The 9 Best Scissor Jacks
This wiki has been updated 33 times since it was first published in April of 2015. As long as you have the energy to crank it, one of these reliable and portable scissor jacks will make light work of lifting your vehicle or stabilizing your pop-up, fifth-wheel, or cargo trailer. We've included models good for light-duty work on ATVs and motorcycles, as well as heavy-duty options capable of supporting up to 5,000 pounds, and an electric unit that helps to minimize physical labor. When users buy our independently chosen editorial selections, we may earn commissions to help fund the Wiki.
April 28, 2021:
The only recent change to the Wiki was the removal of the Dragway Tools M1101, which is no longer easy to find. It's been replaced by the similar Orion Motor Tech Center Stand, which also comes with a convenient hand crank that the Dragway did not. Otherwise, the DICN Car is still the best replacement for a factory-standard jack, and we continue to recommend the BestEquip Electric to minimize the amount of physical work needed.
As always, take proper security precautions when lifting any vehicle. We strongly recommend a good set of jack stands, no matter what it is you're hoisting into the air.
February 12, 2020:
There are basically three main types of scissor jacks. The simplest aren't meant for lifting vehicles, but rather for stabilizing RVs and trailers. For example, if you look at the BAL 24028 Lopro, you'll see quite a few mounting holes on the top and the bottom for semi-permanent installation. Some, such as the Eaz-Lift Olympian, are even suitable for welding to vehicle frames for long-term use. The Ultra-Fab 24-Inch is another that can be either bolted or welded, and it's a great choice for permanent installation.
Then there are some that are meant for lifting vehicles, but not cars -- models like the Dragway Tools M1101 are designed for lifting bikes, even heavy ones, while the Zeny JA0809 is a great choice for motocross enthusiasts because while it's not ideal for the beefiest motorcycles, its raised saddles offer plenty of access to the bike while it's in the air.
Of course, the type that most people are most familiar with is the the spare tire jack. One of these comes in the trunk or nestled in the spare tire of most passenger vehicles, and the OEM ones are usually of poor quality. The Torin Big Red T10152 is anything but poor quality, especially thanks to its wide base plate that helps keep it stable. Unfortunately, it's rated to only 1.5 tons and it's also pretty bulky. The Husky Stabilizer is a relatively low-profile choice that, while marketed as a trailer accessory, makes a suitable spare tire jack in a pinch. In terms of manual models, the DICN Car is one of the most reliable and well-known, and it's rated to a full 2 tons so it's suitable for a wider range of vehicles than some others. If you really want some extra power, though, check out the BestEquip Electric, which plugs into a car cigarette lighter port and allows anyone to change a tire while minimizing how much energy they spend.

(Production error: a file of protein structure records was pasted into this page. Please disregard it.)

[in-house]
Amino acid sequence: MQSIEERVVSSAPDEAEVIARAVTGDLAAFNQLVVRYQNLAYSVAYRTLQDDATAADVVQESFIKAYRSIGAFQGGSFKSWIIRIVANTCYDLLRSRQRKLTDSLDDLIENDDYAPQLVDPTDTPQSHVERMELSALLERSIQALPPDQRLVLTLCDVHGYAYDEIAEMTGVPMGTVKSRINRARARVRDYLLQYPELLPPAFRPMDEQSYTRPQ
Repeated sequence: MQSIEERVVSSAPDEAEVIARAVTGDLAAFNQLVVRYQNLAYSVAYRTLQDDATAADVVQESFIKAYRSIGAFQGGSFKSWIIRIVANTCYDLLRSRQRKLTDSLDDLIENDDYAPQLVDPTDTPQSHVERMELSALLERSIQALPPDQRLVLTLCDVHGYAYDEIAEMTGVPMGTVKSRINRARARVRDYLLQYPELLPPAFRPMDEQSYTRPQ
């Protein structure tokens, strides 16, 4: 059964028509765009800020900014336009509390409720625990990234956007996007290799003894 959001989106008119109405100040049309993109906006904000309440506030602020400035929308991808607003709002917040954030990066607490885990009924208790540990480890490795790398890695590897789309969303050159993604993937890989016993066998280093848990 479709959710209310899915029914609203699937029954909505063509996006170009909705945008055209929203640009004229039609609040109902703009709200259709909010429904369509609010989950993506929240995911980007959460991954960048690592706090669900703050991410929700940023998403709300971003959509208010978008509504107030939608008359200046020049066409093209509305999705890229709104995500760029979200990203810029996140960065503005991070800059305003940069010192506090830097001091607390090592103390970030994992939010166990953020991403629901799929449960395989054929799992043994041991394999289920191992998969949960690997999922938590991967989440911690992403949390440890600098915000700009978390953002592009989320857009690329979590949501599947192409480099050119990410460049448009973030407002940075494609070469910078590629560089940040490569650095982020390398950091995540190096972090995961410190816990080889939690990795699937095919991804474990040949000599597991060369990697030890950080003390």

If you need something even more compact than one of these, check out our selection of bottlejacks. If you're specifically focused on off-road use, we can help you select a great choice for with your 4X4 vehicle. And if you don't need to take it many places, a standard floor jack is always a good choice.
Jack Be Nimble, Jack Be Quick
The great thing about a scissor jack is that it takes up little to no room in your trunk.
My father told me some interesting stories from his days hitchhiking back and forth between New Jersey and Indiana when he was in college. In one tale, some cops picked him up just inside the western border of Pennsylvania, and, instead of citing him or booking him, they drove him out into the woods in the middle of nowhere, and they left him. Somehow, after hours of walking, he found the interstate, and, eventually, a truck stop.
The thought of having to hitchhike seems even scarier today, with stricter police and more dangerous individuals on the roads. If you find yourself stranded by the side of the highway with a flat tire and no cell reception, you'd better have a scissor jack handy, or you may find yourself sticking your thumb out to traffic.